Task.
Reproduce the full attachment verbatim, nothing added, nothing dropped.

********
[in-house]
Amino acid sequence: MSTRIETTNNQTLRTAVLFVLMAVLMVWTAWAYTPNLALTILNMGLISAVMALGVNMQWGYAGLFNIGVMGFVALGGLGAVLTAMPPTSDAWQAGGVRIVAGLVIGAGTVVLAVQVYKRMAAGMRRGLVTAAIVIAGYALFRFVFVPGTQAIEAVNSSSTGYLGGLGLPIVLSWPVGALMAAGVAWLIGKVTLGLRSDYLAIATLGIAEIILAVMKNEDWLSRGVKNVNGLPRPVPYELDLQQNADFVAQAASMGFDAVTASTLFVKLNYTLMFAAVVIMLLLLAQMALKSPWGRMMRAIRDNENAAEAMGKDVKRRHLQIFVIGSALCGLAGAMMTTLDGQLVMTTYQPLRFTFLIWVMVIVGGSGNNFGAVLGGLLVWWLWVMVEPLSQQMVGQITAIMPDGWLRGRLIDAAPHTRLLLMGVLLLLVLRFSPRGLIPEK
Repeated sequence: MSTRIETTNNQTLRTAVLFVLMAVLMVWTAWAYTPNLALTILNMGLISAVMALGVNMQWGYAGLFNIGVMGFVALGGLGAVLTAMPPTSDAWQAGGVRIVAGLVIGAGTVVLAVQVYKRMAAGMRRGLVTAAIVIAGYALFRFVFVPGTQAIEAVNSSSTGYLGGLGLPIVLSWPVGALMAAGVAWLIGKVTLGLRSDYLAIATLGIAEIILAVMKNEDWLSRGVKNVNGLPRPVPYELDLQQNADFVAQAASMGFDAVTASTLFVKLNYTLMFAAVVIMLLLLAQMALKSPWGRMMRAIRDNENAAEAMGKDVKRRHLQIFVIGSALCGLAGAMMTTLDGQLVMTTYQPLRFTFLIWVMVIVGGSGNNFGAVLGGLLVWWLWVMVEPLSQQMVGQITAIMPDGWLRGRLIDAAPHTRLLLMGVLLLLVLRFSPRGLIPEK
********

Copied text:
[in-house]
Amino acid sequence: MSTRIETTNNQTLRTAVLFVLMAVLMVWTAWAYTPNLALTILNMGLISAVMALGVNMQWGYAGLFNIGVMGFVALGGLGAVLTAMPPTSDAWQAGGVRIVAGLVIGAGTVVLAVQVYKRMAAGMRRGLVTAAIVIAGYALFRFVFVPGTQAIEAVNSSSTGYLGGLGLPIVLSWPVGALMAAGVAWLIGKVTLGLRSDYLAIATLGIAEIILAVMKNEDWLSRGVKNVNGLPRPVPYELDLQQNADFVAQAASMGFDAVTASTLFVKLNYTLMFAAVVIMLLLLAQMALKSPWGRMMRAIRDNENAAEAMGKDVKRRHLQIFVIGSALCGLAGAMMTTLDGQLVMTTYQPLRFTFLIWVMVIVGGSGNNFGAVLGGLLVWWLWVMVEPLSQQMVGQITAIMPDGWLRGRLIDAAPHTRLLLMGVLLLLVLRFSPRGLIPEK
Repeated sequence: MSTRIETTNNQTLRTAVLFVLMAVLMVWTAWAYTPNLALTILNMGLISAVMALGVNMQWGYAGLFNIGVMGFVALGGLGAVLTAMPPTSDAWQAGGVRIVAGLVIGAGTVVLAVQVYKRMAAGMRRGLVTAAIVIAGYALFRFVFVPGTQAIEAVNSSSTGYLGGLGLPIVLSWPVGALMAAGVAWLIGKVTLGLRSDYLAIATLGIAEIILAVMKNEDWLSRGVKNVNGLPRPVPYELDLQQNADFVAQAASMGFDAVTASTLFVKLNYTLMFAAVVIMLLLLAQMALKSPWGRMMRAIRDNENAAEAMGKDVKRRHLQIFVIGSALCGLAGAMMTTLDGQLVMTTYQPLRFTFLIWVMVIVGGSGNNFGAVLGGLLVWWLWVMVEPLSQQMVGQITAIMPDGWLRGRLIDAAPHTRLLLMGVLLLLVLRFSPRGLIPEK